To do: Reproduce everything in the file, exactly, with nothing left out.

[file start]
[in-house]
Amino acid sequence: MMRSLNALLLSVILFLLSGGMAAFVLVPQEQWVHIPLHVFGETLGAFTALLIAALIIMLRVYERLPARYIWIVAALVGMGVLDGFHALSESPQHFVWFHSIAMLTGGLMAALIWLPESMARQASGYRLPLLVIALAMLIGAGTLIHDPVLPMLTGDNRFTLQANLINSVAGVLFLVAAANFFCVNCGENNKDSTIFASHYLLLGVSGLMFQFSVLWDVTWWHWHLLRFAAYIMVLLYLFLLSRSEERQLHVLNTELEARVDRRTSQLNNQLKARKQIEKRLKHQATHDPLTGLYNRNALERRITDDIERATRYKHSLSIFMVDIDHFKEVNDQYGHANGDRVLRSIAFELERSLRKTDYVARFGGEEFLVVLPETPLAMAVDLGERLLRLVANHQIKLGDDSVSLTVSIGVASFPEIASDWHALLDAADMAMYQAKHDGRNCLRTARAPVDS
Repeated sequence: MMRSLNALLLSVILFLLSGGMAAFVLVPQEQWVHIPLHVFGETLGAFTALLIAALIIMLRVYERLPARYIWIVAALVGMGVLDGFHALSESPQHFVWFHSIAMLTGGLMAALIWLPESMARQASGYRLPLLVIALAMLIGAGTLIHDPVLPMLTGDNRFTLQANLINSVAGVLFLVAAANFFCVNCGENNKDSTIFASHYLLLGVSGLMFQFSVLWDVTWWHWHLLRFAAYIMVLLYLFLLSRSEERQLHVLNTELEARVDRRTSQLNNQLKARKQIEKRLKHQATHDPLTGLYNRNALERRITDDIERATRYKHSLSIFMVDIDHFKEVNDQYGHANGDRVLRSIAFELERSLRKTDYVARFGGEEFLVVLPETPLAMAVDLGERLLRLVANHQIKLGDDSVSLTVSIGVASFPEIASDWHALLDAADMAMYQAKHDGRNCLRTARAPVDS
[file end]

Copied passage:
[in-house]
Amino acid sequence: MMRSLNALLLSVILFLLSGGMAAFVLVPQEQWVHIPLHVFGETLGAFTALLIAALIIMLRVYERLPARYIWIVAALVGMGVLDGFHALSESPQHFVWFHSIAMLTGGLMAALIWLPESMARQASGYRLPLLVIALAMLIGAGTLIHDPVLPMLTGDNRFTLQANLINSVAGVLFLVAAANFFCVNCGENNKDSTIFASHYLLLGVSGLMFQFSVLWDVTWWHWHLLRFAAYIMVLLYLFLLSRSEERQLHVLNTELEARVDRRTSQLNNQLKARKQIEKRLKHQATHDPLTGLYNRNALERRITDDIERATRYKHSLSIFMVDIDHFKEVNDQYGHANGDRVLRSIAFELERSLRKTDYVARFGGEEFLVVLPETPLAMAVDLGERLLRLVANHQIKLGDDSVSLTVSIGVASFPEIASDWHALLDAADMAMYQAKHDGRNCLRTARAPVDS
Repeated sequence: MMRSLNALLLSVILFLLSGGMAAFVLVPQEQWVHIPLHVFGETLGAFTALLIAALIIMLRVYERLPARYIWIVAALVGMGVLDGFHALSESPQHFVWFHSIAMLTGGLMAALIWLPESMARQASGYRLPLLVIALAMLIGAGTLIHDPVLPMLTGDNRFTLQANLINSVAGVLFLVAAANFFCVNCGENNKDSTIFASHYLLLGVSGLMFQFSVLWDVTWWHWHLLRFAAYIMVLLYLFLLSRSEERQLHVLNTELEARVDRRTSQLNNQLKARKQIEKRLKHQATHDPLTGLYNRNALERRITDDIERATRYKHSLSIFMVDIDHFKEVNDQYGHANGDRVLRSIAFELERSLRKTDYVARFGGEEFLVVLPETPLAMAVDLGERLLRLVANHQIKLGDDSVSLTVSIGVASFPEIASDWHALLDAADMAMYQAKHDGRNCLRTARAPVDS